The International Civil Aviation Organization (ICAO) has issued a statement regarding the ban on the carriage of larger electronics onboard flights to the US and the UK originating in some Middle Eastern and North African countries.

ICAO also addresses questions raised on the repercussions of transporting electronic devices powered by lithium-ion batteries in checked luggage.

ICAO’s statement in full follows:

Montréal, 22 March 2017 – A number of ICAO Member States have begun to set out new restrictions on electronic items which can be carried on board passenger flights originating from other States.

The international aviation security requirements in this area are contained primarily in Annex 17 to the Convention on International Civil Aviation (Chicago Convention), which stipulates that passengers and all their baggage must be screened.

In line with States’ responsibility to keep the level of threat to civil aviation under constant review, and to adjust relevant aviation security provisions accordingly, ICAO is constantly assessing threat and risk, and adjusting Annex 17 to address new and emerging threats.

Additional Reference: ICAO Security and Facilitation

Additional and related aviation safety concerns have also been identified through ICAO’s work on the carriage of dangerous goods. In this regard, ICAO will continue to work with the relevant safety and security authorities on the carriage of dangerous goods, including electronic devices containing lithium batteries in checked baggage, to support a safe, efficient and secure air transport system.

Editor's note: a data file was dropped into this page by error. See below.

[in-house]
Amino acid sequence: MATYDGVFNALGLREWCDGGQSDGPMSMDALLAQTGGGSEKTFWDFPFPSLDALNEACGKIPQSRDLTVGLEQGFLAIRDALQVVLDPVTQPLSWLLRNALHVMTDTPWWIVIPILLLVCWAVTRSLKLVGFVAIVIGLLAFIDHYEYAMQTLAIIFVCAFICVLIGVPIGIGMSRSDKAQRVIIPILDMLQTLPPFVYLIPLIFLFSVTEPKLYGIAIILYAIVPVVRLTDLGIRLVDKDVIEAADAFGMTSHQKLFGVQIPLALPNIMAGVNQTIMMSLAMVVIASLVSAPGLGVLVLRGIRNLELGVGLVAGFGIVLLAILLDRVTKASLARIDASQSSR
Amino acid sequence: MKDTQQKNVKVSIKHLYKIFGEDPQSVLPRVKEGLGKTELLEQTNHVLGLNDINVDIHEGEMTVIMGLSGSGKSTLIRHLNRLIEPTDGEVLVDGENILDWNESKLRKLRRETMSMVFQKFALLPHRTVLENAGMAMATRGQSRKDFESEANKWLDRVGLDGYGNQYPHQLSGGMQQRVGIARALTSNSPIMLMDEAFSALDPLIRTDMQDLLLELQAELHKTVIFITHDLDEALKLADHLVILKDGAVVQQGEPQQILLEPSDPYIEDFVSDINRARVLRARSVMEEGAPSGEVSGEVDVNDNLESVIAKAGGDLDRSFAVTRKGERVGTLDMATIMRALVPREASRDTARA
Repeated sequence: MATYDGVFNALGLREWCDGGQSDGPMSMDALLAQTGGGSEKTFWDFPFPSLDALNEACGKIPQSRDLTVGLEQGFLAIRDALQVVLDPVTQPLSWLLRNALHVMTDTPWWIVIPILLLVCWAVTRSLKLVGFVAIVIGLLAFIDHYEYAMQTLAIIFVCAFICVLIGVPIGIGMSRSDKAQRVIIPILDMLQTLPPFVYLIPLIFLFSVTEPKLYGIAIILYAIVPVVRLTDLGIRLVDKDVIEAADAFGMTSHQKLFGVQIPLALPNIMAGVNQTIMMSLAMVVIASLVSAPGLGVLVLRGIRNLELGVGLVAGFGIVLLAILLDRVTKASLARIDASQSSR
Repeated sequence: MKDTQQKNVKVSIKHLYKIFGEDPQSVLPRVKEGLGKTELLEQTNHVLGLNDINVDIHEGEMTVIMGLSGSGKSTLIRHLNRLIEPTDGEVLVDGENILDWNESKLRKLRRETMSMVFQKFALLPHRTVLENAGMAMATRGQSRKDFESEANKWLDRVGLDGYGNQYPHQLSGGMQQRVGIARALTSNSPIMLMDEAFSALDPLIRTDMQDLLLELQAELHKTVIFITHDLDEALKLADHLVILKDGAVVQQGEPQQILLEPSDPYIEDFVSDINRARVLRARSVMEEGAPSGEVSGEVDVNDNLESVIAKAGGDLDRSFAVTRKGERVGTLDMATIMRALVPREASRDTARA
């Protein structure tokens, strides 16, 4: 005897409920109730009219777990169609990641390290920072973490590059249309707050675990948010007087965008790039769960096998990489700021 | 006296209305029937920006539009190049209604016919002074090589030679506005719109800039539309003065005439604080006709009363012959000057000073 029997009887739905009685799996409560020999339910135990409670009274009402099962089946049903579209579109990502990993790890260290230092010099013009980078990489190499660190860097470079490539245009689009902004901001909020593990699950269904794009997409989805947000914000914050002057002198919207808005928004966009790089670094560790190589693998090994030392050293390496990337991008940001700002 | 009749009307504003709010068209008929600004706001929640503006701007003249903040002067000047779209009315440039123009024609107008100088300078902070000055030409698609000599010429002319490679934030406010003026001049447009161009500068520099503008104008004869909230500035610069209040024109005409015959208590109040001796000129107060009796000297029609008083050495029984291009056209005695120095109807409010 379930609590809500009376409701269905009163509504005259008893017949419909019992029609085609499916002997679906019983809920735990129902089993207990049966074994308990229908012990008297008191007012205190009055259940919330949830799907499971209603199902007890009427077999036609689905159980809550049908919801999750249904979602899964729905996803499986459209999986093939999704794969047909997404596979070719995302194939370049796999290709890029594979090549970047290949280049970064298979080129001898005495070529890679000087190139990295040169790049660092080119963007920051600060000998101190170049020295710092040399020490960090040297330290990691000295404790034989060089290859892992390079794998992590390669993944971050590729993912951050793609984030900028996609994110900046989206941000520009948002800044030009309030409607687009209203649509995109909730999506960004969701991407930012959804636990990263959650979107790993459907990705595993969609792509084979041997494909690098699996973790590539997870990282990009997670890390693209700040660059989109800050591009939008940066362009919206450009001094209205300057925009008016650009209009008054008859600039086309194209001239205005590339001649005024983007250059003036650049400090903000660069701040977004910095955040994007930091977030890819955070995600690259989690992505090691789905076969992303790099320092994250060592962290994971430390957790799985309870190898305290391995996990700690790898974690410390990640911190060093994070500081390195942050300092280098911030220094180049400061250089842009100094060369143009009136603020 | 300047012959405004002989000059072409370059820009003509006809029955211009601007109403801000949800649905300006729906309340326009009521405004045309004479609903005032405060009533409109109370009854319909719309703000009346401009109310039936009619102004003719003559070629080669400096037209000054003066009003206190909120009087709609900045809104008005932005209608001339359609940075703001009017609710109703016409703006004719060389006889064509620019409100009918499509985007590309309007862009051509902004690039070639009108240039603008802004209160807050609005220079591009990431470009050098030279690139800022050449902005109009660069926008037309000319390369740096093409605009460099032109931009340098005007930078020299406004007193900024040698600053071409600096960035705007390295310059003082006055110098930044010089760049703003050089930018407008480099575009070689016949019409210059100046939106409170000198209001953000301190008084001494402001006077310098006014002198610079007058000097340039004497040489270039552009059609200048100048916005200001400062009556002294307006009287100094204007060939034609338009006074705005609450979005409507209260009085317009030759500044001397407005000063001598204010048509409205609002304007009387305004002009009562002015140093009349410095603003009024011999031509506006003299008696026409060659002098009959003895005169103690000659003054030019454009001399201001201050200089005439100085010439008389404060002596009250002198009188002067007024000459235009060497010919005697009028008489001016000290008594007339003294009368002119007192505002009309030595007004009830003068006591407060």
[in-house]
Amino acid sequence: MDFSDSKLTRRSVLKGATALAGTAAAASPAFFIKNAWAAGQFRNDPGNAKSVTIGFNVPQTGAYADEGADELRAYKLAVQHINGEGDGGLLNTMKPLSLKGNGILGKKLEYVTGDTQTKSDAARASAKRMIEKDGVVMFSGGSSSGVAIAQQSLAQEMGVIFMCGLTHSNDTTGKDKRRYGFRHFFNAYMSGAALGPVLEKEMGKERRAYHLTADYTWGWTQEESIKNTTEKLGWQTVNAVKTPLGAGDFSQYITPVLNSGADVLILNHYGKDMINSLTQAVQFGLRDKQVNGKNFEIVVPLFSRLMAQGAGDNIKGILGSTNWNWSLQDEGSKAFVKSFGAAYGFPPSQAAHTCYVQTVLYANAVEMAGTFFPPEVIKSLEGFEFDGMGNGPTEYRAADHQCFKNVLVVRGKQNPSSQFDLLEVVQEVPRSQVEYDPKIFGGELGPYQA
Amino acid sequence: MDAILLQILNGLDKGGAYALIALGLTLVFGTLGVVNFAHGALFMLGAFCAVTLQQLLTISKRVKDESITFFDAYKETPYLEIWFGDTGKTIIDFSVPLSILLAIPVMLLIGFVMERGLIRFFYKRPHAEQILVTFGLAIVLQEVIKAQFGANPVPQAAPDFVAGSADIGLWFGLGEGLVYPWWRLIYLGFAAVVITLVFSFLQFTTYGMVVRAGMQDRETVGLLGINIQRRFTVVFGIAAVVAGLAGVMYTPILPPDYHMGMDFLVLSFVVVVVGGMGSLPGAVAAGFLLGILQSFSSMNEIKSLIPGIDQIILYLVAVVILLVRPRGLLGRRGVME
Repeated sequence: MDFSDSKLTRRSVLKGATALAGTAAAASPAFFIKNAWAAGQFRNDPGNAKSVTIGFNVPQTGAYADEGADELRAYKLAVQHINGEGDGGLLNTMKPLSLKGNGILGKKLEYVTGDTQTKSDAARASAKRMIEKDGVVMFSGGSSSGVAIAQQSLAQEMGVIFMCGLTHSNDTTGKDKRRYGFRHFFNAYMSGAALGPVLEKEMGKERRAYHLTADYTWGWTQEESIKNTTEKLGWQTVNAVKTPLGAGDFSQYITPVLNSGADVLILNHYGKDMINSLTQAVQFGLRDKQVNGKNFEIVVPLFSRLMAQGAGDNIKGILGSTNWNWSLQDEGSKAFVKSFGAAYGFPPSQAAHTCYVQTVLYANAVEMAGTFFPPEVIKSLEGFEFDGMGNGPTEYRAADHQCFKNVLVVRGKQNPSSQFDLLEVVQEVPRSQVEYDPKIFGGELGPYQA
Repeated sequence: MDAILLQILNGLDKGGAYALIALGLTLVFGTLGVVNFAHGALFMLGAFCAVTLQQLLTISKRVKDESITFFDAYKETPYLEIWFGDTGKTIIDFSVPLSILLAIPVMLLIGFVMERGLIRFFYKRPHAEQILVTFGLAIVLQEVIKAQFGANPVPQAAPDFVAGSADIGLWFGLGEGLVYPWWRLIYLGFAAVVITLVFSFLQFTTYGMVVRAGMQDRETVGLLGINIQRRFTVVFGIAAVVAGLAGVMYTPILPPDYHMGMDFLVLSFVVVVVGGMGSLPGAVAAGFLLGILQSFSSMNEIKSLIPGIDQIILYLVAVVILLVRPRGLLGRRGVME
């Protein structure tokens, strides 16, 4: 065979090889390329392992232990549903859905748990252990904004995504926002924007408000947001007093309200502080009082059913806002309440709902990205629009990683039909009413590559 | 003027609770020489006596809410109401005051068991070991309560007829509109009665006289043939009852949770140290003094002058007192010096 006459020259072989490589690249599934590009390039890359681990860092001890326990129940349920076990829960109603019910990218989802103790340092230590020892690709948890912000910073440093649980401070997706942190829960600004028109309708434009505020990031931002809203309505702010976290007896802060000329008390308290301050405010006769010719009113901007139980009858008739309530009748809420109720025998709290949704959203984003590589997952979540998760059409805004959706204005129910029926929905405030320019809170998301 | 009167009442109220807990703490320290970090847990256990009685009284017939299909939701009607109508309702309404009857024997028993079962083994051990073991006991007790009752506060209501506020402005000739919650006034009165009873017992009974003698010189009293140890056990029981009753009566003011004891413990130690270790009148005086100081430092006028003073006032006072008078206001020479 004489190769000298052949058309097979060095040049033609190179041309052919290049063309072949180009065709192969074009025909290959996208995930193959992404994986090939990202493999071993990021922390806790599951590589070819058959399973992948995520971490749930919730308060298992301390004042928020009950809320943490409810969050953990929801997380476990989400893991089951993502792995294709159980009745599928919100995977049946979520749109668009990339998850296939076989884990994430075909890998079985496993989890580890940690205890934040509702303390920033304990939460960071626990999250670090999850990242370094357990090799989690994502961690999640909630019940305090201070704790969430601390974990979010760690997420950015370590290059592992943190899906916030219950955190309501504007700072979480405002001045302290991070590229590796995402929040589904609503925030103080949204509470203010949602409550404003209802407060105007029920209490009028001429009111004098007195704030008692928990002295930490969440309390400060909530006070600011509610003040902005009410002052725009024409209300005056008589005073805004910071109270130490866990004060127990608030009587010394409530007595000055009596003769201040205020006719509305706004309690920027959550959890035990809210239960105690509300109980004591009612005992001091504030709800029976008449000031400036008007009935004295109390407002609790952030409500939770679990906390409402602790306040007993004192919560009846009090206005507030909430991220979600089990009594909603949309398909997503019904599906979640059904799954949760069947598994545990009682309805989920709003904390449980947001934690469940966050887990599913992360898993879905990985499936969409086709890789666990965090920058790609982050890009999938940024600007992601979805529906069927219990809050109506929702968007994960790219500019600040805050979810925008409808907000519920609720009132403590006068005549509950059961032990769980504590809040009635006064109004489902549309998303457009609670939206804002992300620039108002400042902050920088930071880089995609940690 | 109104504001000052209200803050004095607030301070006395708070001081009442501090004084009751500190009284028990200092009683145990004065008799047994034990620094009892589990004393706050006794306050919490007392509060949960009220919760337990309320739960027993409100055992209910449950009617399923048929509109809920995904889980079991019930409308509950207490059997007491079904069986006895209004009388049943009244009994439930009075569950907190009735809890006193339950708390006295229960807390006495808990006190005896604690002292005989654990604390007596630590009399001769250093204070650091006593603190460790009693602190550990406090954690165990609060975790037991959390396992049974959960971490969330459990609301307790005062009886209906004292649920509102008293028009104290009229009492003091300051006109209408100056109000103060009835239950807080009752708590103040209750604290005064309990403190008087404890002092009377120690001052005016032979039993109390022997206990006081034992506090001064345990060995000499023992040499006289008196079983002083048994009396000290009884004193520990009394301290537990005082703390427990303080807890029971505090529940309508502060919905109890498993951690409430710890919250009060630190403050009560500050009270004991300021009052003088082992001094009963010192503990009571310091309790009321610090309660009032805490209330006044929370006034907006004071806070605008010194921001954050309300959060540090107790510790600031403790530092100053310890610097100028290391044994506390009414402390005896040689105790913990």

Additional Reference: ICAO Dangerous Goods

Finding an effective balance between safety and security approaches is always a priority in global aviation. While ICAO supports global standards to ensuring the facilitation of international mobility and connectivity, the extent to which the facilitation aspect is optimized is at the discretion of sovereign ICAO Member States. ICAO and its Member States will continue to review the evolving aviation security environment in the coming weeks.

A specialized agency of the United Nations, ICAO was created in 1944 to promote the safe and orderly development of international civil aviation throughout the world. It sets standards and regulations necessary for aviation safety, security, efficiency, capacity and environmental protection, amongst many other priorities. The Organization serves as the forum for cooperation in all fields of civil aviation among its 191 Member States.

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